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Photography | David White


About These Textiles

Hand Woven

LO’UD Cooperative members use simple back-strap looms, which are often fashioned with timber off-cuts, old twine and rice sacks. Each weaver has a small selection of cherished tools - like honed mortar and pestles and beaters - often handed down through generations. LO’UD women have highly developed skills of artisanship and creativity. Their participation in LO’UD elevates their status in their communities and firmly places weaving as legitimate cultural and economic activity, valuable to their day-to-day life. Importantly they join together as women, which as we know is beneficial to maintaining mental health.

Weaving Techniques



Futus is the meticulous process of creating designs by tying to form specific patterns before the yarn is dyed. The tied warp threads are immersed into dye mixtures, cooled and immersed again depending on the number of colours to be combined. Weavers who produce quality Futus are considered highly intelligent and gifted.



Meli-Meli is floating weft technique used extensively by LO’UD Cooperative weavers from the highlands on the southeast coast of Timor-Leste. Intricate and time-consuming, the technique requires a high level of expertise and is used to add motifs such as flowers, stars and letters during the weaving process.

Fairly Traded

FAIR TRADE PRICING: Fair Trade makes a tangible contribution to the fight against global poverty and allows consumers to help protect the interests of producers. However other than coffee, there has been little focus on fair trade development in Timor-Leste.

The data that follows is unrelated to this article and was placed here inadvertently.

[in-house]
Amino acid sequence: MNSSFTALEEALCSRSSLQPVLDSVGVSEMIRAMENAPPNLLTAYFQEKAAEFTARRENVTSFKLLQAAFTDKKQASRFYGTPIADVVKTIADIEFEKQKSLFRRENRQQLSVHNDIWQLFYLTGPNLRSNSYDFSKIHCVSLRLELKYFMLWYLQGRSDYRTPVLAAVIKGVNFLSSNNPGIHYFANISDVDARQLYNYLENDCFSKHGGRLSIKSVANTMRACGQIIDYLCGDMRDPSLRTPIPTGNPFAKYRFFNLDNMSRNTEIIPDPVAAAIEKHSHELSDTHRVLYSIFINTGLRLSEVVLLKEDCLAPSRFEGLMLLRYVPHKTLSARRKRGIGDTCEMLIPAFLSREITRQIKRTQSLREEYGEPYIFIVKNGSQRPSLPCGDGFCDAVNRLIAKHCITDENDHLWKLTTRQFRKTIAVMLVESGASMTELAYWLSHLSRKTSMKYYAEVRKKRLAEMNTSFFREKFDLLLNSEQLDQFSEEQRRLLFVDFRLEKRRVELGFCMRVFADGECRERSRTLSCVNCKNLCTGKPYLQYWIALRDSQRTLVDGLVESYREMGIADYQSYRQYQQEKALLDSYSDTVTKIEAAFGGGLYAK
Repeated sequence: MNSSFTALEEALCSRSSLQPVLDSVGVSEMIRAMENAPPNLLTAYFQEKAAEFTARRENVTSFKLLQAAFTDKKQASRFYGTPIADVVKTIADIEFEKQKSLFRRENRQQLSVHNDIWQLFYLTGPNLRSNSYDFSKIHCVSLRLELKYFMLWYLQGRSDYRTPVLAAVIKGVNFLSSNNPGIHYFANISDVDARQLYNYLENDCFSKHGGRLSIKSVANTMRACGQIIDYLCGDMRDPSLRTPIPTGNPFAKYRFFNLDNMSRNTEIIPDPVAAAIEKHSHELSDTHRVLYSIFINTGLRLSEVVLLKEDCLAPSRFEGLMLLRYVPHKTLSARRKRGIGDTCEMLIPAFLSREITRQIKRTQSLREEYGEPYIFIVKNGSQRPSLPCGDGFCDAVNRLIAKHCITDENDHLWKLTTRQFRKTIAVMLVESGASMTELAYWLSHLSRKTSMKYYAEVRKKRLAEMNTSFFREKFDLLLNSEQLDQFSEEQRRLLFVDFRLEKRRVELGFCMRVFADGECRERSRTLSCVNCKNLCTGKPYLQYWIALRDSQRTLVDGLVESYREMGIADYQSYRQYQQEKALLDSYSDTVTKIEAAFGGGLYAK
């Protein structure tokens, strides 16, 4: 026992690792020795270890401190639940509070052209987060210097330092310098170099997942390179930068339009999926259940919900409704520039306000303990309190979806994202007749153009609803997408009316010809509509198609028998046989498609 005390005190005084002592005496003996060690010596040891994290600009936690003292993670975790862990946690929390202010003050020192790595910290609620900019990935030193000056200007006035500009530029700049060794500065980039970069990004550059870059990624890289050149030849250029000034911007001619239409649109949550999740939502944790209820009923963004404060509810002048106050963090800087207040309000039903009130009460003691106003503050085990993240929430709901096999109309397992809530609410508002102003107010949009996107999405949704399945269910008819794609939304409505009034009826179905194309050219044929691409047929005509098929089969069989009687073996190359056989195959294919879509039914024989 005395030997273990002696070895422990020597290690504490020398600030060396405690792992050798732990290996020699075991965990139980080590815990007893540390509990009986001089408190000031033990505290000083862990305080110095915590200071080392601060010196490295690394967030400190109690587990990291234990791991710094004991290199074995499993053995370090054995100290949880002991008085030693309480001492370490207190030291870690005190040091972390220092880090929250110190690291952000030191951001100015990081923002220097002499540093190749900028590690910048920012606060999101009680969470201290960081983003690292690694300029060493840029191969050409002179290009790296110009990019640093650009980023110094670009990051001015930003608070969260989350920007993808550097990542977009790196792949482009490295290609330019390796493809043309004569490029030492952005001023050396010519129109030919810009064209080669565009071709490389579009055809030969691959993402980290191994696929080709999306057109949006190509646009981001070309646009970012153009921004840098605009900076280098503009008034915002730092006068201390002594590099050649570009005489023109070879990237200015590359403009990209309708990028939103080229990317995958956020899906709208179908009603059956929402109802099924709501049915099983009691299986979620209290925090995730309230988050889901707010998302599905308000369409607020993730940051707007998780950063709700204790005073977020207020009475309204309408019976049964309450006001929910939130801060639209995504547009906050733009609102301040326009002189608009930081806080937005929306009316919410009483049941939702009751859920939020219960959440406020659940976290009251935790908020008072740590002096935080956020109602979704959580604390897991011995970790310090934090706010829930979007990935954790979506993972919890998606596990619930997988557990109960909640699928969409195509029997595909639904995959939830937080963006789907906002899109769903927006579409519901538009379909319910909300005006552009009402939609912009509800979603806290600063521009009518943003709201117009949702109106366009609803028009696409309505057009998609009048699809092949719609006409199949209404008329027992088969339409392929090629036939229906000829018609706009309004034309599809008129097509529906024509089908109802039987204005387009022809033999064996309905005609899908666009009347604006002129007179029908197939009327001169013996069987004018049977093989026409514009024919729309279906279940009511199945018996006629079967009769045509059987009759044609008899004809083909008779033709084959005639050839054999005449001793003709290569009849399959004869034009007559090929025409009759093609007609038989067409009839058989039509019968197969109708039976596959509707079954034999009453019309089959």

In 2011, we began work with LO’UD to integrate fair trade principles into their business model and textiles production. Our research resulted in the first fair trade pricing frameworks for textiles in Timor-Leste. We also gathered information and did comparative analysis of pricing from around the country, which showed that the majority of hand-weavers were earning less than 30% of the National Minimum Wage, some earning as little as fifteen cents per hour.

The framework developed for LO’UD delivers fair incomes to Cooperative members. This significant outcome has positive implications for women all over the island.

Design Innovation

There’s always a great story behind any innovation. Both LO’UD and ETWA’s missions are to end poverty by empowering women involved in hand-crafts production. To help LO’UD members produce market-ready textiles while building on their amazing strengths as weavers, ETWA members used their expertise to develop a range of design, production and business tools. A perfect fusion! Click here to read our story.